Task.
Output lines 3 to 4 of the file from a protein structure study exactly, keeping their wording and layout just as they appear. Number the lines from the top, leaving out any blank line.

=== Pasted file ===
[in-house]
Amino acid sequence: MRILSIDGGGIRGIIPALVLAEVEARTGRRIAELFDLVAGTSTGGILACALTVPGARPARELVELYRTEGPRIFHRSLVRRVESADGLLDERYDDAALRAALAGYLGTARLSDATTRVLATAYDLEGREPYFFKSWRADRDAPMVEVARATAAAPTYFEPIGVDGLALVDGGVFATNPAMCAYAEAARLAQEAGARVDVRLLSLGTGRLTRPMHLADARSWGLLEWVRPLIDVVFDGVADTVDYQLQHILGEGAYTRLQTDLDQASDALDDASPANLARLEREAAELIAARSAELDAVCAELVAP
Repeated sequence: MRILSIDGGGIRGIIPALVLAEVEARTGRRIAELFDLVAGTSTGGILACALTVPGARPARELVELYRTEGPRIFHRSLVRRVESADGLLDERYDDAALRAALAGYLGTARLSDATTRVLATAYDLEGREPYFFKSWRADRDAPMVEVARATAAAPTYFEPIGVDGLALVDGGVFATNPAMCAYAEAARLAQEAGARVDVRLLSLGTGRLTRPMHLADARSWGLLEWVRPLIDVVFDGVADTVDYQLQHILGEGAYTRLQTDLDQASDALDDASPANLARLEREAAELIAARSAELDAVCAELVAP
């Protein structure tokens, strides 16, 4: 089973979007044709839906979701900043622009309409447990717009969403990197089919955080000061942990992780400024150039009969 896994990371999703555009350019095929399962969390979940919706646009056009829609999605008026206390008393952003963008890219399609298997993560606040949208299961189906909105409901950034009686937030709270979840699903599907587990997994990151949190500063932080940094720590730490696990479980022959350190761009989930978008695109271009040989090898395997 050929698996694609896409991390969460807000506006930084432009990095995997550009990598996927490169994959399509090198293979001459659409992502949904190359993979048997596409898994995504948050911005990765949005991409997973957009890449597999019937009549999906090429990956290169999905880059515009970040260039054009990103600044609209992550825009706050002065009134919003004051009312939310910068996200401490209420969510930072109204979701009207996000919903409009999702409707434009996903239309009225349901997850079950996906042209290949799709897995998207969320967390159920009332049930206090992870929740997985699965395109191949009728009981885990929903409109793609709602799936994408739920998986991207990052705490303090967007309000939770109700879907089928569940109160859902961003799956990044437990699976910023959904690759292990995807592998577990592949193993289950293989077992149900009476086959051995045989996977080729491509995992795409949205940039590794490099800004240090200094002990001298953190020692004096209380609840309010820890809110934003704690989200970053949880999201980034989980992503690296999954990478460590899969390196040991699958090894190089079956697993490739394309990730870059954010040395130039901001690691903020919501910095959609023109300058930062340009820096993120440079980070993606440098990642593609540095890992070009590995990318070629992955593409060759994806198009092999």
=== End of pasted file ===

Repeated sequence: MRILSIDGGGIRGIIPALVLAEVEARTGRRIAELFDLVAGTSTGGILACALTVPGARPARELVELYRTEGPRIFHRSLVRRVESADGLLDERYDDAALRAALAGYLGTARLSDATTRVLATAYDLEGREPYFFKSWRADRDAPMVEVARATAAAPTYFEPIGVDGLALVDGGVFATNPAMCAYAEAARLAQEAGARVDVRLLSLGTGRLTRPMHLADARSWGLLEWVRPLIDVVFDGVADTVDYQLQHILGEGAYTRLQTDLDQASDALDDASPANLARLEREAAELIAARSAELDAVCAELVAP
């Protein structure tokens, strides 16, 4: 089973979007044709839906979701900043622009309409447990717009969403990197089919955080000061942990992780400024150039009969 896994990371999703555009350019095929399962969390979940919706646009056009829609999605008026206390008393952003963008890219399609298997993560606040949208299961189906909105409901950034009686937030709270979840699903599907587990997994990151949190500063932080940094720590730490696990479980022959350190761009989930978008695109271009040989090898395997 050929698996694609896409991390969460807000506006930084432009990095995997550009990598996927490169994959399509090198293979001459659409992502949904190359993979048997596409898994995504948050911005990765949005991409997973957009890449597999019937009549999906090429990956290169999905880059515009970040260039054009990103600044609209992550825009706050002065009134919003004051009312939310910068996200401490209420969510930072109204979701009207996000919903409009999702409707434009996903239309009225349901997850079950996906042209290949799709897995998207969320967390159920009332049930206090992870929740997985699965395109191949009728009981885990929903409109793609709602799936994408739920998986991207990052705490303090967007309000939770109700879907089928569940109160859902961003799956990044437990699976910023959904690759292990995807592998577990592949193993289950293989077992149900009476086959051995045989996977080729491509995992795409949205940039590794490099800004240090200094002990001298953190020692004096209380609840309010820890809110934003704690989200970053949880999201980034989980992503690296999954990478460590899969390196040991699958090894190089079956697993490739394309990730870059954010040395130039901001690691903020919501910095959609023109300058930062340009820096993120440079980070993606440098990642593609540095890992070009590995990318070629992955593409060759994806198009092999």